Kidman Cox: resigned this week
The resignation of Rosamund Kidman Cox after 23 years as editor of BBC Wildlife Magazine is expected to be the first of several high-profile departures from BBC Magazines.
Her decision to quit follows the BBC’s decision to put its specialist titles under the control of Bristolbased Origin Publishing, which it acquired last month.
The takeover has led to the transfer of BBC Music and BBC History magazines from London to Bristol. BBC History staff were told on Wednesday that the Origin-owned rival Living History would be merged into their magazine.
BBC Wildlife Magazine is already based in Bristol but Kidman Cox’s decision is believed to be linked to Origin’s new cost-effective approach to take the magazine forward.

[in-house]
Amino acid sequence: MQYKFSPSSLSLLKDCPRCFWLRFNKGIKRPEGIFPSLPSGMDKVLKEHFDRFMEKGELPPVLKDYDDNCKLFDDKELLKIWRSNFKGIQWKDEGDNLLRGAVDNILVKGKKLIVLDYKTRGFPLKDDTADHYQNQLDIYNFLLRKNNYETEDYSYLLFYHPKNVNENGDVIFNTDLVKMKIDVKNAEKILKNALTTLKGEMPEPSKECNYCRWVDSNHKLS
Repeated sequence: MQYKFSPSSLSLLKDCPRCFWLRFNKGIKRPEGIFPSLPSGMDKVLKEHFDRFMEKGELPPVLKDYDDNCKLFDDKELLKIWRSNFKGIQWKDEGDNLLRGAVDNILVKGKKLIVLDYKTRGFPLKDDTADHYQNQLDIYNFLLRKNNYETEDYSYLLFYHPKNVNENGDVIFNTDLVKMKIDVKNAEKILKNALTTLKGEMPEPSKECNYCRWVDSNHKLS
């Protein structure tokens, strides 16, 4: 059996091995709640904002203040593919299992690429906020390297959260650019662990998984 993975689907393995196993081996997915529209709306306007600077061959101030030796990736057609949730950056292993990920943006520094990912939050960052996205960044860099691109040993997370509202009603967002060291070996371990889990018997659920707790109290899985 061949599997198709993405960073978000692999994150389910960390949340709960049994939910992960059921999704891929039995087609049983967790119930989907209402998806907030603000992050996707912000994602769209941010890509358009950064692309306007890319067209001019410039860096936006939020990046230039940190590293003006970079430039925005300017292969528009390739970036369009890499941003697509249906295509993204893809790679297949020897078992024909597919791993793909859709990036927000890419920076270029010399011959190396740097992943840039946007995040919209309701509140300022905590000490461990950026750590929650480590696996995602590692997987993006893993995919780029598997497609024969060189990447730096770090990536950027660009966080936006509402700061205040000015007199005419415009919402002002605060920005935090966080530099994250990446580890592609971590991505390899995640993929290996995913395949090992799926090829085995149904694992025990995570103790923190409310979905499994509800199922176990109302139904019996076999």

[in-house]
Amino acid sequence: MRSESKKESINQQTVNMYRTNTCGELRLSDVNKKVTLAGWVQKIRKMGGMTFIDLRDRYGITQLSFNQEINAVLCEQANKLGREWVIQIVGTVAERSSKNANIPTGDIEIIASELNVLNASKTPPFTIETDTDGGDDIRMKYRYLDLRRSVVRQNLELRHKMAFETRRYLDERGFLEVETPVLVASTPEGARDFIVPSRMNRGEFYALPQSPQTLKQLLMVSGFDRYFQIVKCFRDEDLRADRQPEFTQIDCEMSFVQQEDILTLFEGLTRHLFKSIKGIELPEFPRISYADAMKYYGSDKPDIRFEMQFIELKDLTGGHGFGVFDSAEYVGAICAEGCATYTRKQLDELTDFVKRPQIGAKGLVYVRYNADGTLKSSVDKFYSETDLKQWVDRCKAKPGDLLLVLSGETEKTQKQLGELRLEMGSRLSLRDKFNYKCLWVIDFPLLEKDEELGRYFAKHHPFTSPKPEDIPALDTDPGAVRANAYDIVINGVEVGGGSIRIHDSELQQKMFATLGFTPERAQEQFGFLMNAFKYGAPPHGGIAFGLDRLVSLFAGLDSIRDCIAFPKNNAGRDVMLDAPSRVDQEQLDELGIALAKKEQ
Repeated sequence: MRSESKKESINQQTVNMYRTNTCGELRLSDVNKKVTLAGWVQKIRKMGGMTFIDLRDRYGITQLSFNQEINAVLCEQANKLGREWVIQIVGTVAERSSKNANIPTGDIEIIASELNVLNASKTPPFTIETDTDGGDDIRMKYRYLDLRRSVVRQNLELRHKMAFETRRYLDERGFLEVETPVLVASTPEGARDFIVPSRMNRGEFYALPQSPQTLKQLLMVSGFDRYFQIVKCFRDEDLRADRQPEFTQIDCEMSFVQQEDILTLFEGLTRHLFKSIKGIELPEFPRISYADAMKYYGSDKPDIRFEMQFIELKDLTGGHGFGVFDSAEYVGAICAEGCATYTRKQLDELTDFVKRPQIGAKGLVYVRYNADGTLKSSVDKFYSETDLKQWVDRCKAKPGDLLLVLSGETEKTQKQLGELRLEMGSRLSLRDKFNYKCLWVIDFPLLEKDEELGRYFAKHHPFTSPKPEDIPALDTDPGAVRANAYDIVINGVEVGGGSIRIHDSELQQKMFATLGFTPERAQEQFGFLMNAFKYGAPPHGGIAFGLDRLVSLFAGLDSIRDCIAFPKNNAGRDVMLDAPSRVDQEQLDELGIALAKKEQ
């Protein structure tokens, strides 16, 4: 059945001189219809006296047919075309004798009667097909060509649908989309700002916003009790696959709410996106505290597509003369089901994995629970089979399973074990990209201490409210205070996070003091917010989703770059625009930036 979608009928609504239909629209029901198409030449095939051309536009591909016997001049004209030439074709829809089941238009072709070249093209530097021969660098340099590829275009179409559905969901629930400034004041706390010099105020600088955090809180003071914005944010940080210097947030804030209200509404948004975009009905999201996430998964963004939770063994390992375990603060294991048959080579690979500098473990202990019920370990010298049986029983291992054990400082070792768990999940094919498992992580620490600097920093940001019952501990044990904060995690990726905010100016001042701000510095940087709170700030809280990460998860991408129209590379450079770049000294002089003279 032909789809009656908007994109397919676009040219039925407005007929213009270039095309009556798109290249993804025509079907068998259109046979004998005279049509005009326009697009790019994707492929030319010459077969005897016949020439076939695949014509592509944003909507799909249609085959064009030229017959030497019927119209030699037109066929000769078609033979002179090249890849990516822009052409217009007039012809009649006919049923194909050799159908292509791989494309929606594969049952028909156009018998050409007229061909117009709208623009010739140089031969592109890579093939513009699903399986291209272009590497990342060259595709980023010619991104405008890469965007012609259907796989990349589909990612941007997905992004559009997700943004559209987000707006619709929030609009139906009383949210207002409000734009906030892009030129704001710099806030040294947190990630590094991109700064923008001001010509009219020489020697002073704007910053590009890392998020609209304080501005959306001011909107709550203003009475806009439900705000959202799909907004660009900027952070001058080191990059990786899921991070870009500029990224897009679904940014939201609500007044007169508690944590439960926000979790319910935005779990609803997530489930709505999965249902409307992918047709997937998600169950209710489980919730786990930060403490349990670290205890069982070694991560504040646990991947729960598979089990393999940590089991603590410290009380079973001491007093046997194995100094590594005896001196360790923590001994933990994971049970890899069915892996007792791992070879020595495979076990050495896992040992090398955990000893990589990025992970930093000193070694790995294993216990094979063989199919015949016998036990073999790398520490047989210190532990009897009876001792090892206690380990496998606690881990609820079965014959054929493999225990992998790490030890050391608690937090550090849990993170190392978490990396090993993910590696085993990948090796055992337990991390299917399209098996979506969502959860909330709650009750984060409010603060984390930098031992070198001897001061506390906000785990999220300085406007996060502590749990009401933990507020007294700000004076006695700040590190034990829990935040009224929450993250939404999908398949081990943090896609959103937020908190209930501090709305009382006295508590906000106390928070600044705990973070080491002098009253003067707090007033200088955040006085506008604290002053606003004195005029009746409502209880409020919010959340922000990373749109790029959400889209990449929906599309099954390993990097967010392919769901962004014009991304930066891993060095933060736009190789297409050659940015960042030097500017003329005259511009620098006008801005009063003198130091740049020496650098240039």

There are understood to be plans to reduce the editorial budget and the 10-strong editorial team.
Kidman Cox declined to comment on her reasons for going, except to say: “Obviously I am very sad to be leaving.
I’m standing down as editor as the magazine enters a new era. I wish it well and very much hope it will continue to chronicle our relationship with nature and be the international forum it set out to be 41 years ago.”
Sources predict further departures, pointing out that Kidman Cox had built up an “enormously loyal team”.
The BBC has anticipated a number of redundancies. Greg Neale, editor of BBC History Magazine, and Helen Wallace, editor of BBC Music Magazine, were also considering their positions this week.
The BBC hit back at accusations of dumbing down by supporters of BBC Wildlife Magazine, who echoed the fears of staff that the BBC was putting profits before editorial integrity.
A BBC spokesman said: “We have absolutely no intention of dumbing down any of our magazines. It is ridiculous to suggest that just because Origin produces craft titles it cannot produce a history or wildlife magazine — just as we publish Tweenies and Good Food.”
By Ruth Addicott